The first two leaves that appear post-germination are the “seed leaves,” which are slightly oval and rounded at the ends. Subsequent growths are the “true leaves,” resembling miniature lavender leaves, a clear indicator of healthy progress. Here are some aftercare tips:
- Light: Lavender seedlings can become leggy quickly, necessitating a grow light maintained 1-2” above them at all times. A sunny window is usually insufficient to prevent legginess.
- Water: Maintaining evenly moist soil is crucial. Overwatering leading to soggy soil should be avoided to prevent root rot.
- Fertilization: Lavender thrives in nutrient-poor soil; hence, fertilization is usually unnecessary and can even be detrimental, causing stunted growth among other issues.
Transplanting Lavender Seedlings
Transplanting is a critical phase in the life cycle of lavender. It’s pivotal to wait until the seedlings are 2-3” tall and the last frost has passed. Acclimating them to outdoor conditions is vital; a sudden change in environment can be detrimental to their survival.
Gradually introduce the seedlings to outdoor conditions to ensure they adapt well to the new environment. Once acclimated, plant the seedlings in a location with full sun and well-drained soil, spacing them adequately to allow for growth.
Growing lavender from seeds often raises numerous questions. Here are some frequently asked questions to help you out further:
Several factors can inhibit germination, including overly warm or wet soil, inadequate light, or old, non-viable seeds. Maintaining soil temperature between 60-65°F and consistent moisture levels can enhance germination rates.
While not absolutely required, stratification, or exposing seeds to a period of cold, can significantly improve germination rates and is highly recommended for lavender seeds.
Lavender seeds require light to germinate; hence, a light covering of soil, no more than 1/8” deep, is ideal.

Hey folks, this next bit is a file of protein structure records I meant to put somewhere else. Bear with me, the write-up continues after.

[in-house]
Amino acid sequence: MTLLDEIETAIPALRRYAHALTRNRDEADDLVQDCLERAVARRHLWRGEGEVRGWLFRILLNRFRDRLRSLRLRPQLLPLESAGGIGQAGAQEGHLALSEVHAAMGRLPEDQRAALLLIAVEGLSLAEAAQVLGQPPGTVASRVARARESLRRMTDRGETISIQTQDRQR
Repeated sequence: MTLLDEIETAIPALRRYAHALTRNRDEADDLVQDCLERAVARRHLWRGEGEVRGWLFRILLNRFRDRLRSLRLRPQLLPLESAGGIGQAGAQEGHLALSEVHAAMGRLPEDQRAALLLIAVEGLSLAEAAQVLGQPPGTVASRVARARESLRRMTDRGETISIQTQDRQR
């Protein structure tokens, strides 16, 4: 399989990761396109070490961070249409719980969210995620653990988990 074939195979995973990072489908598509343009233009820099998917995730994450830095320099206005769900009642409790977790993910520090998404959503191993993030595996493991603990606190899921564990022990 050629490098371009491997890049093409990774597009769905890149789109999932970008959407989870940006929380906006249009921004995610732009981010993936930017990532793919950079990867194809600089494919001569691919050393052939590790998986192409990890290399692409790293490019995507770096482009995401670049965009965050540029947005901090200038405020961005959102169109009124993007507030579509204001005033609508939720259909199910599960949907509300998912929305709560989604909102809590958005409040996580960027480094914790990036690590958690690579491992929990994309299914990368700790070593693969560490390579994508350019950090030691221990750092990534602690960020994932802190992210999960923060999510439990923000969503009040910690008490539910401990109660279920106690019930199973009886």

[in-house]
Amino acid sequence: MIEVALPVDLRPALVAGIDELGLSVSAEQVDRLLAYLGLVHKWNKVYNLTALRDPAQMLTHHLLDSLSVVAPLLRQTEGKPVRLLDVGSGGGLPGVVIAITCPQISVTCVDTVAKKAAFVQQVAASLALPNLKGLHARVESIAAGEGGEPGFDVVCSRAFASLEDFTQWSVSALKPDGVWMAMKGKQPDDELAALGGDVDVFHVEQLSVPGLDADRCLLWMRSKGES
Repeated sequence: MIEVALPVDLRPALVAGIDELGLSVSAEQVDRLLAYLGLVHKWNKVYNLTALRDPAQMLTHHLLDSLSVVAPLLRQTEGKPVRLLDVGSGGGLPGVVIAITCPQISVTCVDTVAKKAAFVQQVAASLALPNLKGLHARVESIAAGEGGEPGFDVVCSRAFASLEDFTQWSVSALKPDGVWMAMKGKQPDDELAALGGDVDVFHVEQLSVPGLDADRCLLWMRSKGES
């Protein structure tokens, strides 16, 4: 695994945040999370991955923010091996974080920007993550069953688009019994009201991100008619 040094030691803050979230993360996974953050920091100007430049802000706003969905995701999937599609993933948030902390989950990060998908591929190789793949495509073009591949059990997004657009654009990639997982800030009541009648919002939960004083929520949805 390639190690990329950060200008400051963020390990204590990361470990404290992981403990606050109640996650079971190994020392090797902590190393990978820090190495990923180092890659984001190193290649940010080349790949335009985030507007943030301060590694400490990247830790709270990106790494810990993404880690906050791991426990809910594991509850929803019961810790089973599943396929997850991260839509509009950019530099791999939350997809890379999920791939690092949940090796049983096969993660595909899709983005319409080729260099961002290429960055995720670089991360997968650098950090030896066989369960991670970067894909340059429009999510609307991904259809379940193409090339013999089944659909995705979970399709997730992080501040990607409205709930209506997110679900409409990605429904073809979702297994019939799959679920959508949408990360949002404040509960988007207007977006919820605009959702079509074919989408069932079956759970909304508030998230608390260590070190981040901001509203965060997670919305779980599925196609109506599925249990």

Here are some additional tips and insights to ensure the healthy growth of your lavender plants.
- Watering: Lavender plants may need watering during the growing season, especially when the soil is dry about 5 cm below the surface. Watering should be done deeply in the early morning or late afternoon to avoid fungal diseases. See: How Often to water Lavender? Tips to Keep Lavender Beautiful
- Fertilizing: In poor soil, applying a balanced fertilizer can be beneficial, but over-fertilization should be avoided.
- Pruning and Deadheading: Regular removal of fading or dead flowers will encourage more flowering. After the flowering season, pruning helps in maintaining the shape and encourages new growth.
- Harvesting Lavender: Harvesting lavender is a delightful culmination of the meticulous care and patience invested in growing it. The optimal time to harvest lavender is just before the flowers open, ensuring the preservation of the aromatic oils.
- When to Harvest: Lavender buds are ready to harvest just before the flowers open. The stems should be cut just above a set of leaves. Use sharp scissors or snips to cut the stems. After cutting, remove leaves from the stems, tie the stems together with string, and hang them upside down in a warm, dry place until the buds feel dry.
- Storing Lavender Buds: Once dried, store the lavender buds in an airtight container to preserve their fragrance and prevent moisture from spoiling them.
- Using Harvested Lavender: Lavender buds can be used in a variety of ways, including making sachets, teas, or even as a culinary herb, adding a unique flavor to dishes.
For Further Reading
- Spanish Lavender Unveiled: A Complete Growing and Caring Guide
- Does Lavender Grow Back Every Year?
- Russian Sage vs Lavender
- Discover the Top Lavender Companion Plants
Final Thought on Lavender Seeds
Growing lavender from seeds is a journey filled with learning, anticipation, and the sweet reward of fragrant blooms. Experimenting with different lavender varieties can bring diverse fragrances and colors to your garden, and each type has its unique charm and uses.
Whether you are a beginner or an experienced gardener, growing lavender offers a rich, sensory-filled experience and the opportunity to deepen your connection with the natural world. So, embrace the challenges, enjoy the process, and relish the aromatic rewards of your lavender-growing journey.